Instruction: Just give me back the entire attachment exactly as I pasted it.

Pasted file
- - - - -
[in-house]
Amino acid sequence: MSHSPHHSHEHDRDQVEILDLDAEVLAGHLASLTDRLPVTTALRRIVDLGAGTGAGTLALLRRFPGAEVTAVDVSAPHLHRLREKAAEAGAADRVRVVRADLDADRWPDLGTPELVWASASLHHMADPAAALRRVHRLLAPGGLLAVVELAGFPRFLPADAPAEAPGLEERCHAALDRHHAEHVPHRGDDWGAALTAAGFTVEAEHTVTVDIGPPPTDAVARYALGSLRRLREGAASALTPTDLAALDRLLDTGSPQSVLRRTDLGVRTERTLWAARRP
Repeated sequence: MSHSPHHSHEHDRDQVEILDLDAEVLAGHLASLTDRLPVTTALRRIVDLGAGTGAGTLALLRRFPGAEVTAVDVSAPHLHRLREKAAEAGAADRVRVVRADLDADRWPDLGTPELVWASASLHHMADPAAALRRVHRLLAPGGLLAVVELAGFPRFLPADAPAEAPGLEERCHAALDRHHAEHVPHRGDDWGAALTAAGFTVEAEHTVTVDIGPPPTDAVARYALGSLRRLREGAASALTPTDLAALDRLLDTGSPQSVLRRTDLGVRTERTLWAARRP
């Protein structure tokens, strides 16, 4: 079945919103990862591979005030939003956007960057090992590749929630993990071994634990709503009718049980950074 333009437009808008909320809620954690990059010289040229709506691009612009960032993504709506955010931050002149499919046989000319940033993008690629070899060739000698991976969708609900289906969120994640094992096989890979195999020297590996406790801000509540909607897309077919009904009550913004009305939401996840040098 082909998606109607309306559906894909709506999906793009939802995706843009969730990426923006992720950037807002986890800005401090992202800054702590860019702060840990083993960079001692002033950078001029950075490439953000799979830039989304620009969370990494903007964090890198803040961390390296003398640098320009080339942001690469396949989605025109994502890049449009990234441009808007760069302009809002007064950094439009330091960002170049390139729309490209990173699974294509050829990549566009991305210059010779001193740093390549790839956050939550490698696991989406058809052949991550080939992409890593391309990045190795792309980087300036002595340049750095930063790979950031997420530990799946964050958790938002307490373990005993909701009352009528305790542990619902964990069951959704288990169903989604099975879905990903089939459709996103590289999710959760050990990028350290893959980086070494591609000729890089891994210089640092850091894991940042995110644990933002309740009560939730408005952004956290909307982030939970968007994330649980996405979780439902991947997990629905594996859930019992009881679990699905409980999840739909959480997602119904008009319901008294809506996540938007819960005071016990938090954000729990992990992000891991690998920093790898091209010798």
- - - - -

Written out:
[in-house]
Amino acid sequence: MSHSPHHSHEHDRDQVEILDLDAEVLAGHLASLTDRLPVTTALRRIVDLGAGTGAGTLALLRRFPGAEVTAVDVSAPHLHRLREKAAEAGAADRVRVVRADLDADRWPDLGTPELVWASASLHHMADPAAALRRVHRLLAPGGLLAVVELAGFPRFLPADAPAEAPGLEERCHAALDRHHAEHVPHRGDDWGAALTAAGFTVEAEHTVTVDIGPPPTDAVARYALGSLRRLREGAASALTPTDLAALDRLLDTGSPQSVLRRTDLGVRTERTLWAARRP
Repeated sequence: MSHSPHHSHEHDRDQVEILDLDAEVLAGHLASLTDRLPVTTALRRIVDLGAGTGAGTLALLRRFPGAEVTAVDVSAPHLHRLREKAAEAGAADRVRVVRADLDADRWPDLGTPELVWASASLHHMADPAAALRRVHRLLAPGGLLAVVELAGFPRFLPADAPAEAPGLEERCHAALDRHHAEHVPHRGDDWGAALTAAGFTVEAEHTVTVDIGPPPTDAVARYALGSLRRLREGAASALTPTDLAALDRLLDTGSPQSVLRRTDLGVRTERTLWAARRP
């Protein structure tokens, strides 16, 4: 079945919103990862591979005030939003956007960057090992590749929630993990071994634990709503009718049980950074 333009437009808008909320809620954690990059010289040229709506691009612009960032993504709506955010931050002149499919046989000319940033993008690629070899060739000698991976969708609900289906969120994640094992096989890979195999020297590996406790801000509540909607897309077919009904009550913004009305939401996840040098 082909998606109607309306559906894909709506999906793009939802995706843009969730990426923006992720950037807002986890800005401090992202800054702590860019702060840990083993960079001692002033950078001029950075490439953000799979830039989304620009969370990494903007964090890198803040961390390296003398640098320009080339942001690469396949989605025109994502890049449009990234441009808007760069302009809002007064950094439009330091960002170049390139729309490209990173699974294509050829990549566009991305210059010779001193740093390549790839956050939550490698696991989406058809052949991550080939992409890593391309990045190795792309980087300036002595340049750095930063790979950031997420530990799946964050958790938002307490373990005993909701009352009528305790542990619902964990069951959704288990169903989604099975879905990903089939459709996103590289999710959760050990990028350290893959980086070494591609000729890089891994210089640092850091894991940042995110644990933002309740009560939730408005952004956290909307982030939970968007994330649980996405979780439902991947997990629905594996859930019992009881679990699905409980999840739909959480997602119904008009319901008294809506996540938007819960005071016990938090954000729990992990992000891991690998920093790898091209010798």